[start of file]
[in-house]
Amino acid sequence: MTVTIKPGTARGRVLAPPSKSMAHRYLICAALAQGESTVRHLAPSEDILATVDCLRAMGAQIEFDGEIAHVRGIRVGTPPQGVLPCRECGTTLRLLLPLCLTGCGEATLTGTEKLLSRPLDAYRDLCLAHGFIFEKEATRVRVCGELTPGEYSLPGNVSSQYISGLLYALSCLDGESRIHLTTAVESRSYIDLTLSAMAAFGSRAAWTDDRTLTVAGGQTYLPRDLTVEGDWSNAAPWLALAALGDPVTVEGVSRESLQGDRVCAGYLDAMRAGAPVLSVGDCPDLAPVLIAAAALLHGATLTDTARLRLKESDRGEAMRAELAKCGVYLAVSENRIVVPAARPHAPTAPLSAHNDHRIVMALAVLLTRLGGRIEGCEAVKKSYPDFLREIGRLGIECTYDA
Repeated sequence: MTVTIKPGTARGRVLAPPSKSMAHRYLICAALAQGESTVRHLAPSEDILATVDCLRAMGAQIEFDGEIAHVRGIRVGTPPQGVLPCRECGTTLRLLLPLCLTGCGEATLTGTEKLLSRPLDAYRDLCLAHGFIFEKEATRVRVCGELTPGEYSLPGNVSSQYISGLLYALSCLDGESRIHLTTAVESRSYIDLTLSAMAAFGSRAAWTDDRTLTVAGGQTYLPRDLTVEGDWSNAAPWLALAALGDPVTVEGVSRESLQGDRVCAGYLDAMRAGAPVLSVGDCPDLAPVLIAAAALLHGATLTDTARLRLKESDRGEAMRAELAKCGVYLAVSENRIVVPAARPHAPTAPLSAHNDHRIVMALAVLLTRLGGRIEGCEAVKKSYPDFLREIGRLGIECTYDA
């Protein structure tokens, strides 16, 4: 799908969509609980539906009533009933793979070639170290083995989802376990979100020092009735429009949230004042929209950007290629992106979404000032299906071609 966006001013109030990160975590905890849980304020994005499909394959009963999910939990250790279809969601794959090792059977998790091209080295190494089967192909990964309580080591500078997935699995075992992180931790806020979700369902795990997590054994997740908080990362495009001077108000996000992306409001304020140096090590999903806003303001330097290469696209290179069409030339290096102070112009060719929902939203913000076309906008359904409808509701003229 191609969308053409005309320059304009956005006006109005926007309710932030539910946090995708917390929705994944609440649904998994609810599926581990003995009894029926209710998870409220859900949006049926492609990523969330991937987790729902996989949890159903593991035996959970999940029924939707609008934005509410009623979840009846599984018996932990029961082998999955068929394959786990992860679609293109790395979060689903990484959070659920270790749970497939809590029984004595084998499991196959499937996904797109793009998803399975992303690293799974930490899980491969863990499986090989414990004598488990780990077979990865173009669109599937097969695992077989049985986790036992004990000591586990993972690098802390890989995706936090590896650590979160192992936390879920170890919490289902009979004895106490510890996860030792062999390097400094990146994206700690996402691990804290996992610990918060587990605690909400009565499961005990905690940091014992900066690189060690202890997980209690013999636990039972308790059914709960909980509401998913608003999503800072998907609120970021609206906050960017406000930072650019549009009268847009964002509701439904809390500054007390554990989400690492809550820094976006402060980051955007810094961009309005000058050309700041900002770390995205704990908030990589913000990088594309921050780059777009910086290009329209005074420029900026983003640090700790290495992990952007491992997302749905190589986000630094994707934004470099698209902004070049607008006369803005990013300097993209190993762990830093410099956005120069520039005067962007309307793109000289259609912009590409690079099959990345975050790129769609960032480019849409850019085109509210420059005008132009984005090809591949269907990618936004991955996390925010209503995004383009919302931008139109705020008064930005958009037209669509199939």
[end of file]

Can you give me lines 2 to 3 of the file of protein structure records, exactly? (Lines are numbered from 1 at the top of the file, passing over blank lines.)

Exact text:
Amino acid sequence: MTVTIKPGTARGRVLAPPSKSMAHRYLICAALAQGESTVRHLAPSEDILATVDCLRAMGAQIEFDGEIAHVRGIRVGTPPQGVLPCRECGTTLRLLLPLCLTGCGEATLTGTEKLLSRPLDAYRDLCLAHGFIFEKEATRVRVCGELTPGEYSLPGNVSSQYISGLLYALSCLDGESRIHLTTAVESRSYIDLTLSAMAAFGSRAAWTDDRTLTVAGGQTYLPRDLTVEGDWSNAAPWLALAALGDPVTVEGVSRESLQGDRVCAGYLDAMRAGAPVLSVGDCPDLAPVLIAAAALLHGATLTDTARLRLKESDRGEAMRAELAKCGVYLAVSENRIVVPAARPHAPTAPLSAHNDHRIVMALAVLLTRLGGRIEGCEAVKKSYPDFLREIGRLGIECTYDA
Repeated sequence: MTVTIKPGTARGRVLAPPSKSMAHRYLICAALAQGESTVRHLAPSEDILATVDCLRAMGAQIEFDGEIAHVRGIRVGTPPQGVLPCRECGTTLRLLLPLCLTGCGEATLTGTEKLLSRPLDAYRDLCLAHGFIFEKEATRVRVCGELTPGEYSLPGNVSSQYISGLLYALSCLDGESRIHLTTAVESRSYIDLTLSAMAAFGSRAAWTDDRTLTVAGGQTYLPRDLTVEGDWSNAAPWLALAALGDPVTVEGVSRESLQGDRVCAGYLDAMRAGAPVLSVGDCPDLAPVLIAAAALLHGATLTDTARLRLKESDRGEAMRAELAKCGVYLAVSENRIVVPAARPHAPTAPLSAHNDHRIVMALAVLLTRLGGRIEGCEAVKKSYPDFLREIGRLGIECTYDA